Thanks to everyone who responded to the request I posted on Friday asking for calls to Senators encouraging them to support increased funding for this crucial program.

    The draft legislation which will be marked up by the Senate Agriculture Committee on Wednesday includes a total of $23Billion in cuts for farming legislation over the next 5 years according to Ag. Committee Chair Stabenow. According to the Senator, this will be achieved primarily by elimination of direct payments, and payments for farmland that isn’t planted, instead consolidating them into a larger “farm insurance” program. The payments for unplanted farmland provision comes, I believe, out of the Conservation Title. And though it has been misused by a few, it also encourages farmers not to plant on land that is “marginal”, or environmentally fragile.

    Also included in the draft is the elimination of “Section 2501″, which was originally prompted by discrimination lawsuits and was aimed at helping socially disadvantaged farmers (who constitute a disproportionately large number of beginning farmers overall). You can learn more about this issue from Public News Service.

    I certainly could be wrong in some of my analyses and interpretations here. This is a quick first look. Other aspects of Beginning Farmer programs still need to be analyzed, and anyone with differing opinions or a better understanding of what this all of this means are encouraged to share their opinions and interpretations. Simply click the “Comment” tab in green above (just below the title).

    I will certainly keep folks updated as this becomes clearer.

    Taylor Reid

  • 22Jan

    USDA Reminds Producers of Sign-up Dates for 2012 Direct and Counter Cyclical Program and Average Crop Revenue Election (ACRE) Program

    WASHINGTON, Jan. 20, 2012 — U.S. Department of Agriculture (USDA) Farm Service Agency (FSA) Administrator Bruce Nelson today announced that enrollment for the 2012 Direct and Counter-cyclical Program (DCP) and the Average Crop Revenue Election Program (ACRE) will begin on Jan. 23, 2012. The last day for producers to sign up for either program will be June 1, 2012.

    USDA urges producers to make use of the electronic DCP (eDCP) automated website to sign up, or producers can visit any USDA Service Center to complete their 2012 DCP or ACRE contract. eDCP saves time, reduces paperwork and speeds up contract processing at USDA Service Centers. It is available to all producers who are eligible to participate in the DCP and ACRE programs and can be accessed at www.fsa.usda.gov/dcp. To access the service, producers must have an active USDA eAuthentication Level 2 account, which requires filling out an online registration form at www.eauth.egov.usda.gov followed by a visit to the local USDA Service Center for identity verification.

    USDA computes DCP program payments using base acres and payment yields established for each farm. Eligible producers receive direct payments at rates established by statute regardless of market prices.

    For 2012, advance direct payments are not authorized in accordance to the Food, Conservation, and Energy Act of 2008. Counter-cyclical payment rates vary depending on market prices.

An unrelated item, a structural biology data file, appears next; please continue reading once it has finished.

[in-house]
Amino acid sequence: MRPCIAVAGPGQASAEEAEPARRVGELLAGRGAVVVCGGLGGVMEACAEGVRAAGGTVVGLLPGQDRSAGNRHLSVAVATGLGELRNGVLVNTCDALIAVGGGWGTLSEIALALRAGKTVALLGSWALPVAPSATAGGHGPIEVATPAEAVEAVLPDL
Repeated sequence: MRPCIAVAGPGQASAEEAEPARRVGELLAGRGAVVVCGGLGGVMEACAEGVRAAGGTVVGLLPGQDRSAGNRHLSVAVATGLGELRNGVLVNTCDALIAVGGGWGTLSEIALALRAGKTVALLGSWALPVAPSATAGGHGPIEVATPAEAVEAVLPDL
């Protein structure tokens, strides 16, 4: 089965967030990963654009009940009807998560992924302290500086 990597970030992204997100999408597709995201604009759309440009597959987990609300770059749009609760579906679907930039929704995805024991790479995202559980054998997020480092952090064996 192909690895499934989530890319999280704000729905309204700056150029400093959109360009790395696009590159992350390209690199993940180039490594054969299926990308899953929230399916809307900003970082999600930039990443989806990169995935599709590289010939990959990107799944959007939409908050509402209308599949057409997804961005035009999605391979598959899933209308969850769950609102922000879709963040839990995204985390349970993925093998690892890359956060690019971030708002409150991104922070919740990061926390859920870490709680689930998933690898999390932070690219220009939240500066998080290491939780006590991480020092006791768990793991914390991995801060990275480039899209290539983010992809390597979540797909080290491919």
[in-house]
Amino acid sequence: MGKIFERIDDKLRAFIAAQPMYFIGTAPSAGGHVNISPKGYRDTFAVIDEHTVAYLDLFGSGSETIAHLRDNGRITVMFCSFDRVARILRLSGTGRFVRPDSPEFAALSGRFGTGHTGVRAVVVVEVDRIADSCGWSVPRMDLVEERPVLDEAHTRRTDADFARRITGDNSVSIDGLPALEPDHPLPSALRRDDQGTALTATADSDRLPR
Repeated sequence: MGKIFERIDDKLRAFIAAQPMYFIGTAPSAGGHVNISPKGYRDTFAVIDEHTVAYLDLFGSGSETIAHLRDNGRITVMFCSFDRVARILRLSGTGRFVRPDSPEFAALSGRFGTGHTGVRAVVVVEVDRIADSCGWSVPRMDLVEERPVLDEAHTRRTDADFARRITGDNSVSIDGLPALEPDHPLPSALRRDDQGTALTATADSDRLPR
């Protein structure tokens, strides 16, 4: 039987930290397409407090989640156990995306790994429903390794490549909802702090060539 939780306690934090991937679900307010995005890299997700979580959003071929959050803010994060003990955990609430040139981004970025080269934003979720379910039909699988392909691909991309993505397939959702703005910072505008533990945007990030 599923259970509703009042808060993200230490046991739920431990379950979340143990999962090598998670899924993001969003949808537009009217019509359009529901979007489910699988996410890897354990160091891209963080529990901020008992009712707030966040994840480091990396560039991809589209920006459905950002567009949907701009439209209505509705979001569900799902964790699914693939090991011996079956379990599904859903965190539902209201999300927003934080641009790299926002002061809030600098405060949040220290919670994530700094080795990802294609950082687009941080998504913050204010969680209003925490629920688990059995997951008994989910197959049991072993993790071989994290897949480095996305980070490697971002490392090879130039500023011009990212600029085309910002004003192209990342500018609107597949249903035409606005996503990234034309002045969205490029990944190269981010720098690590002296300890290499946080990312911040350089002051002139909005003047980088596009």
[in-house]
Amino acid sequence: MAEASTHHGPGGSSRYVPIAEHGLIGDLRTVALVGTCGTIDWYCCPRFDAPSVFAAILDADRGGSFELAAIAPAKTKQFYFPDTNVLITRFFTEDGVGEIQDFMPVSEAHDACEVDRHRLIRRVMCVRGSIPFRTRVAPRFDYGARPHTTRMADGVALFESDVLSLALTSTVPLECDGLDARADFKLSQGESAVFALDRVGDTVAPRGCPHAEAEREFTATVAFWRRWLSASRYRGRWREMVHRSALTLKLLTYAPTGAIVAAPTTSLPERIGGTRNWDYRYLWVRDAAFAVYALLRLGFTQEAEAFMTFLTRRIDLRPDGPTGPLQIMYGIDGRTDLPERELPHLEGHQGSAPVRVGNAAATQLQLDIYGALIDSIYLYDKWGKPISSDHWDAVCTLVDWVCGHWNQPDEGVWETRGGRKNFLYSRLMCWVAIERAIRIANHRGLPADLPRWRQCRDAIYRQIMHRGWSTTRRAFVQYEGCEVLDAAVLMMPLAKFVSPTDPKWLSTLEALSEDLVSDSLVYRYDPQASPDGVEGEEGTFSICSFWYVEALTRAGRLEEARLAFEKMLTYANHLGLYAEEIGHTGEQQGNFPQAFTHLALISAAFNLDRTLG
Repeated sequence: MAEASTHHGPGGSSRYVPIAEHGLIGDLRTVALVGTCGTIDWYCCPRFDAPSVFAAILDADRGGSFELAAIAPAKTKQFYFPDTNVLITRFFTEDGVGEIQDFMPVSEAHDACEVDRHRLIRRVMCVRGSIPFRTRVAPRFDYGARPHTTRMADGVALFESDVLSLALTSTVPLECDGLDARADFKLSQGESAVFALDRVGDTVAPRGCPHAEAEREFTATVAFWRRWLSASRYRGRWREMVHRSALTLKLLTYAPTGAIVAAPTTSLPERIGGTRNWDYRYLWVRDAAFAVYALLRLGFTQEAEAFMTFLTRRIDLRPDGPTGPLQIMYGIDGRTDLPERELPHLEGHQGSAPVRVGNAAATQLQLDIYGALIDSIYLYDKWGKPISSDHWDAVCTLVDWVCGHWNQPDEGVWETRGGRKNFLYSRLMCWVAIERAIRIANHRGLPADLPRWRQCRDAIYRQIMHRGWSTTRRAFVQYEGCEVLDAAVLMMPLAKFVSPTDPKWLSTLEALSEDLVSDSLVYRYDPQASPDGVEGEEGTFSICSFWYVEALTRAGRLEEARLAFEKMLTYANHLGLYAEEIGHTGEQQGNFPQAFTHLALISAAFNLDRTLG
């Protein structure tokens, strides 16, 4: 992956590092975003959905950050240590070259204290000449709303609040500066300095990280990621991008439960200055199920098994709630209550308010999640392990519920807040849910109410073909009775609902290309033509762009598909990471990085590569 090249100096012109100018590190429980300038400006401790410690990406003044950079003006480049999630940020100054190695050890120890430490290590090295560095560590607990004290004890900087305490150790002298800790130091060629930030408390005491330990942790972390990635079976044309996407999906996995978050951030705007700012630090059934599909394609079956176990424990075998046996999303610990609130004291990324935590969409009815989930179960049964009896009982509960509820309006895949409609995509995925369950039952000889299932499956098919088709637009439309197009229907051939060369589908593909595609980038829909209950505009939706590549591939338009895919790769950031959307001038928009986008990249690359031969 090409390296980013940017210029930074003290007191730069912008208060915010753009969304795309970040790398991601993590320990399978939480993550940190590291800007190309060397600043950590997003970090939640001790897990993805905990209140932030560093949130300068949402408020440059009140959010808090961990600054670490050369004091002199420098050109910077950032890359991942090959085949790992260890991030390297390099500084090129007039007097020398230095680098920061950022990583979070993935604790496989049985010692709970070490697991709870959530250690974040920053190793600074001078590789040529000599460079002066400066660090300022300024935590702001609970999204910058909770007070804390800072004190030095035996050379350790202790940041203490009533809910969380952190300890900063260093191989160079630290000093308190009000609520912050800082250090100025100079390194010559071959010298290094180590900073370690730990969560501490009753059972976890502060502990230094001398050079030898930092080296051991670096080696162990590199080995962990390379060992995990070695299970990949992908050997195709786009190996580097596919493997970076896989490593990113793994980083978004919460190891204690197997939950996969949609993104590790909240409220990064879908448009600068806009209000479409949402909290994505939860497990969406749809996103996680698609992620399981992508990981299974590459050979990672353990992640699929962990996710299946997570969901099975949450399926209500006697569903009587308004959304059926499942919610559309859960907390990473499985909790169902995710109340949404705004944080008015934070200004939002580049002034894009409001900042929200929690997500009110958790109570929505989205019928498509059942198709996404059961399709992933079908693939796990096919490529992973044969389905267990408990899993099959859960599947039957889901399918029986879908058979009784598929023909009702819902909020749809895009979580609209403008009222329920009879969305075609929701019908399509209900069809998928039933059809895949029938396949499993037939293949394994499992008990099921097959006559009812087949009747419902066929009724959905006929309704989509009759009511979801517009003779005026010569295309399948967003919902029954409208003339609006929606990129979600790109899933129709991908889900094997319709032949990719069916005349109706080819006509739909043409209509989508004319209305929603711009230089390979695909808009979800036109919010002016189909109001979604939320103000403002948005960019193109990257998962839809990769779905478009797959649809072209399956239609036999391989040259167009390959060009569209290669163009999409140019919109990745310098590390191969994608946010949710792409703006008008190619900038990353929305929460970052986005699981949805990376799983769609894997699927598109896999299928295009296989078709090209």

Counter-cyclical payments are issued only when the effective price for a commodity is below its target price. The effective price is the higher of the national average market price received during the 12-month marketing year for each covered commodity and the national average loan rate for a marketing assistance loan for the covered commodity.

    The ACRE Program provides a safety net based on state revenue losses. When the ACRE option is chosen, it acts in place of the price-based safety net of counter-cyclical payments under DCP. USDA provides the farm a revenue guarantee. The guarantee starts with multiplying an average yield calculated using a five-year state average times the most recent two-year national price average for each eligible commodity. For the 2012 crop year, the two-year price average will be based on the 2010 and 2011 crop years. When all criteria are considered in calculating the target and the annual revenue is lower than the revenue guarantee, the farm is eligible for support under ACRE, assuming all other qualifications are met. Read more »

  • 01Dec

    A recent Press Release from the USDA Risk Management Agency (RMA) indicates that farm insurance premiums for corn and soybeans will be lowered in 2012, despite high commodity prices.

    The press release can be found HERE, and the text follows:

    WASHINGTON, Nov 28, 2011 – The U.S. Department of Agriculture’s (USDA) Risk Management Agency (RMA) announced today that it will update the methodology to set crop insurance premiums, leading to lower insurance premium rates for many corn and soybean producers in the 2012 crop year. The rate adjustment is based on findings of an independent study and peer review process. The study is part of RMA’s ongoing effort to improve the methodology of determining premium rates for crop insurance.

    “We are improving the formulation of our rate-making methodology, and are moving to establish the most fair and appropriate premium rates for today’s producers,” said RMA Administrator William J. Murphy. “On average, these new rates should reduce corn farmers’ rates by 7 percent and soybean farmers’ by 9 percent. As good stewards of taxpayers’ dollars, we welcome the opportunity to match premium rates more accurately with current risks.” Read more »

  • 21Oct

    “Unable to agree on whether millionaires should be taxed more, Democrats and Republicans are in rare accord on one issue: Growers with million-dollar incomes shouldn’t reap farm subsidies. In an emphatic vote early Friday, 84 senators voted to discontinue certain farm subsidies for people who make more than a million dollars in adjusted gross income. The practical impact of the vote may be marginal — current limits are about $1.2 million at most — but it represents a sea change in how the heavily rural Senate views farm support. In recent years, many votes to limit subsidies have failed in the Senate.” Read the full story from the Associated Press HERE.